Common Lisp: First Impressions

Common Lisp: First Impressions

Close Subscribe Menu 07 February 2016 on lisp, programming

I’ve been hacking around in Clojure for a few years now, and while I like the language very much there are a few quirks of the implementation which I still find irritating, namely the glacial startup time and general un-suitability to writing small programs.

So this week I’ve been looking at Common Lisp, in search of another nice lisp dialect to add to my tool-box.

Some general impressions:

  • roswell is pretty nice, making it easy to get sbcl, quicklisp and asdf installed
  • Practical Common Lisp is a good book, very easy to read and gets right to the point without trying to explain what programming is from the ground up
  • SBCL seems fine, I’ve not had any trouble with it yet
  • The ecosystem seems to be plenty diverse, with robust implementations of all the things I’d care about
  • The language can be a bit weird:
    • To a beginner it’s not clear why getf, setq and co are named the way they are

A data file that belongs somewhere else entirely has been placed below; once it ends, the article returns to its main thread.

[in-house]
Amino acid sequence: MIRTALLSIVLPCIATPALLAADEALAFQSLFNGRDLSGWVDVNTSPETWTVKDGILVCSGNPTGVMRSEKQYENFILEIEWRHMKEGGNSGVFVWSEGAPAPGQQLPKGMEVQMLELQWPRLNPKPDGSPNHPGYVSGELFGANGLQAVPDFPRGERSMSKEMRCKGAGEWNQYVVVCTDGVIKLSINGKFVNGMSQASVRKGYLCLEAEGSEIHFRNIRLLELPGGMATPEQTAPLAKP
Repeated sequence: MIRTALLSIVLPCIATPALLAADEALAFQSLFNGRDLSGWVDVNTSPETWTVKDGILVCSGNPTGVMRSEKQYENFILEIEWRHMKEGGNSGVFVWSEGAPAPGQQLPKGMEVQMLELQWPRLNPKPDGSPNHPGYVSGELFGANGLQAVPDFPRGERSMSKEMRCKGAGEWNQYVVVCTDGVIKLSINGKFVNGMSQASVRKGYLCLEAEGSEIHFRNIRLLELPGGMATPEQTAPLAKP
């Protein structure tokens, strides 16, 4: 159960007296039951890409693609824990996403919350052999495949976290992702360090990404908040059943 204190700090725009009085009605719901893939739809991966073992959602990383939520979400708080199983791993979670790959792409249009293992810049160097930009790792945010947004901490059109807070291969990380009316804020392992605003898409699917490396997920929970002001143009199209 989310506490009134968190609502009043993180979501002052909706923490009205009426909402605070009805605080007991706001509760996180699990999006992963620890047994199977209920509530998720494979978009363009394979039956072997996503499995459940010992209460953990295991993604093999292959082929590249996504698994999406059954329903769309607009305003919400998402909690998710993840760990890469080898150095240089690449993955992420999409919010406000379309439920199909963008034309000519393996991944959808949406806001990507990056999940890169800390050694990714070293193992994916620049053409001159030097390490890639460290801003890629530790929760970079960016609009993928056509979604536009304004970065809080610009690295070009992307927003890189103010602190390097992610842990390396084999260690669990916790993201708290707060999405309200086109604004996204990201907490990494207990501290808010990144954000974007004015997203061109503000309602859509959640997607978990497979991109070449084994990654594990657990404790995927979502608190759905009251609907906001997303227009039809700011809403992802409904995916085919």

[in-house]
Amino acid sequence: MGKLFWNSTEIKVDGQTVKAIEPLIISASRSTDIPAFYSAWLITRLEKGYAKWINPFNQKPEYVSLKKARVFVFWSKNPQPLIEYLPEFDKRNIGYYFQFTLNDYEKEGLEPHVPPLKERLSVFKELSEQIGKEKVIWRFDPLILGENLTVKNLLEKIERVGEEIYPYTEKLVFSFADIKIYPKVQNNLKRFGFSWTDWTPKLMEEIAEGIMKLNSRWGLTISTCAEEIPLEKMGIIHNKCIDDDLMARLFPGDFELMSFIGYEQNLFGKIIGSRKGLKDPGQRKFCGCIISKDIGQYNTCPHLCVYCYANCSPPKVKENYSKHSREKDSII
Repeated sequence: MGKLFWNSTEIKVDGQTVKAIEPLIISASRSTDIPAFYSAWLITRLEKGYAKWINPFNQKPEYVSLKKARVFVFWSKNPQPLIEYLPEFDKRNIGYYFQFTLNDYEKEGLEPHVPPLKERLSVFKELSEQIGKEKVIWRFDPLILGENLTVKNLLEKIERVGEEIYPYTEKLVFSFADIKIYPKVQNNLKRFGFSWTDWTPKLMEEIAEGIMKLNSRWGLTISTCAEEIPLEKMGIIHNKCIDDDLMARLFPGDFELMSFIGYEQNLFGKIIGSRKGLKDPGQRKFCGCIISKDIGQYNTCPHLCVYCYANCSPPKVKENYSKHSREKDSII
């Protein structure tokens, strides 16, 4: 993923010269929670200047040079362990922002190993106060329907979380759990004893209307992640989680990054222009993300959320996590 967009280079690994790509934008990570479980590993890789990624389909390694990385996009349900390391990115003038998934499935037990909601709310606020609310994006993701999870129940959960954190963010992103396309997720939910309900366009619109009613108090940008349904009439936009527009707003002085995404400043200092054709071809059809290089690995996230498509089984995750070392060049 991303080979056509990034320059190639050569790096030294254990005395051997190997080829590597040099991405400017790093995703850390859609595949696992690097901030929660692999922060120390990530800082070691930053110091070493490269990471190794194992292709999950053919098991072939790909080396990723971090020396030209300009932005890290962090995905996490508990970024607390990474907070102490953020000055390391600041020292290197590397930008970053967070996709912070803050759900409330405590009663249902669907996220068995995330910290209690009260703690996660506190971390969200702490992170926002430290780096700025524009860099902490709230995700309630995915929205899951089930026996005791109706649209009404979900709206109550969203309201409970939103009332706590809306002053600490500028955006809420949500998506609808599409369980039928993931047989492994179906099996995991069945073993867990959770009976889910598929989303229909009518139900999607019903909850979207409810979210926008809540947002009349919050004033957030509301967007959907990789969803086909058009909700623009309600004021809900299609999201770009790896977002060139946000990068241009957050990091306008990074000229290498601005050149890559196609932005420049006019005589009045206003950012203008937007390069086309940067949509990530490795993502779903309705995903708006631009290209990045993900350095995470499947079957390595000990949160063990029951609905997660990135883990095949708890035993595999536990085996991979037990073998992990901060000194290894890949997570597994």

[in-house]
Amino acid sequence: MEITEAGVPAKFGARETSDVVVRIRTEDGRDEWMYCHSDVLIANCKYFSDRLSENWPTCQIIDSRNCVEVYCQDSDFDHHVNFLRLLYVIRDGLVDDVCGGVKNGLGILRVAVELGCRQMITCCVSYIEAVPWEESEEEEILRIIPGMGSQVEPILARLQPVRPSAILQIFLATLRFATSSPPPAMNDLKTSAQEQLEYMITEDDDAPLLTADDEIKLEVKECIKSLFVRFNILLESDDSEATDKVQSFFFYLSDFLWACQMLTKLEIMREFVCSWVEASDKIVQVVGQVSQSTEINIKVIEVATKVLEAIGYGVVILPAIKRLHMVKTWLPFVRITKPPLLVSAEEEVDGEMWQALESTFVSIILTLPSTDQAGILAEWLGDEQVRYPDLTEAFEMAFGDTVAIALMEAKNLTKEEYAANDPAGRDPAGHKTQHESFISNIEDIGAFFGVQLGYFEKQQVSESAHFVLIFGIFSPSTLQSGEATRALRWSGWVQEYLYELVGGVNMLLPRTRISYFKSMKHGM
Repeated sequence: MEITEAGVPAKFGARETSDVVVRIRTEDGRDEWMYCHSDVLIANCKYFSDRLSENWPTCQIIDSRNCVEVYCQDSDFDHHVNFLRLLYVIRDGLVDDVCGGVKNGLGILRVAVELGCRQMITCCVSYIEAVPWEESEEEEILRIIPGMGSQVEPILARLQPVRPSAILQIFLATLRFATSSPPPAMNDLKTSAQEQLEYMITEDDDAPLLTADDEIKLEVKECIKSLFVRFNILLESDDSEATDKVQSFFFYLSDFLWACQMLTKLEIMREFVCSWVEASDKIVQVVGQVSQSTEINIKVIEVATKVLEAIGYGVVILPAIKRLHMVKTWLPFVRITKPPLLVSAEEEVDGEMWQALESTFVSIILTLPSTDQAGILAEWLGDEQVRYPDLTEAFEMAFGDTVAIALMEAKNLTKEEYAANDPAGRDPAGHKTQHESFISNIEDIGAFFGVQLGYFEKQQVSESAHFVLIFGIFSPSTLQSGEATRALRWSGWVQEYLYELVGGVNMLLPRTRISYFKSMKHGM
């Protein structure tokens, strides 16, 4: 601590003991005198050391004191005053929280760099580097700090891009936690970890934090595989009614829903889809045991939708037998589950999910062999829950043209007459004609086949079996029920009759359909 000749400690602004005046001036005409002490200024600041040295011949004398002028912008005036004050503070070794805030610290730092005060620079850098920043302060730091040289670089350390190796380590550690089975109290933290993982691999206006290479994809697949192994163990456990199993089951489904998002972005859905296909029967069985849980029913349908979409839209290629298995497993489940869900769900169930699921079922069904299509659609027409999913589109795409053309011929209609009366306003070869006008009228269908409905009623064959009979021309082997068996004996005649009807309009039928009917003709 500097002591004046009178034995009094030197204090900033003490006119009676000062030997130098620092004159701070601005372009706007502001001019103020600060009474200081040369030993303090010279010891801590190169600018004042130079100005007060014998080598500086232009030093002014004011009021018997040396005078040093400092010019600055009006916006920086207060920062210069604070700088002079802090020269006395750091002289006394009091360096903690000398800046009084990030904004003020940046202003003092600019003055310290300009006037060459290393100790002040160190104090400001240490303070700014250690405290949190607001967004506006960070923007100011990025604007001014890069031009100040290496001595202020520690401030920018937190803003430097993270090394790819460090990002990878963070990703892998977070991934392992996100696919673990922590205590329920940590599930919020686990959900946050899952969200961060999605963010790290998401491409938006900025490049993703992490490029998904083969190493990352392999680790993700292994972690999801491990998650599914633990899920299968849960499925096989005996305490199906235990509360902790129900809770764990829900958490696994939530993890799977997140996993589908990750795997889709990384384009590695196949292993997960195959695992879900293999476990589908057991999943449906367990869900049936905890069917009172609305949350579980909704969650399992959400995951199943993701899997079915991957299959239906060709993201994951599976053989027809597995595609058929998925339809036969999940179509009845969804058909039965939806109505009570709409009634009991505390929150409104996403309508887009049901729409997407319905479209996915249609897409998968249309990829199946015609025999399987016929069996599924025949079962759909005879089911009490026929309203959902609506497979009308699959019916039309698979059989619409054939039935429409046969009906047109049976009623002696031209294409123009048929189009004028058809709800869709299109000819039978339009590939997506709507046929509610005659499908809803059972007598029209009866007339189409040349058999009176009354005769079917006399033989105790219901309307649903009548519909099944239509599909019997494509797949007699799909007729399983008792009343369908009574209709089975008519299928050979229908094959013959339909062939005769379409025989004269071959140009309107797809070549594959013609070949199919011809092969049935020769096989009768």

• Using higher-order functions can feel a bit clunky, using #'foo and (funcall foo x y z) feels much less clean than the equivalent code in Clojure. More than once I’ve stumbled on what to do when returning a lambda from a function, binding it to a var and then passing it along to another function
    • Common Lisp doesn’t seem to have a fundamental sequence abstraction like Clojure, so it’s a lottery trying to figure out which functions will work on whichever data-type you’ve got in hand.
    • Verbosity seems like it’s going to be a problem, function names are usually pretty long and there are no data-literals in the style of Clojures {}, [] and #{}
    • The Common Lisp Wiki looks like a nice source of up-to-date information on Common Lisp
    • Common Lisp makes uses the empty list ((), or nil) to denote boolean false, which I could see causing all sorts of problems when parsing formats like JSON. Actually, now that I think about it, this makes working with any external data basically untenable, the language simply doesn’t have a concept of empty-list, null and false being different things.

I think I’ll keep going with this one, despite some flaws Common Lisp does look like a promising language and a good candidate for small, compiled programs and little network services.

Shane Kilkelly’s Picture

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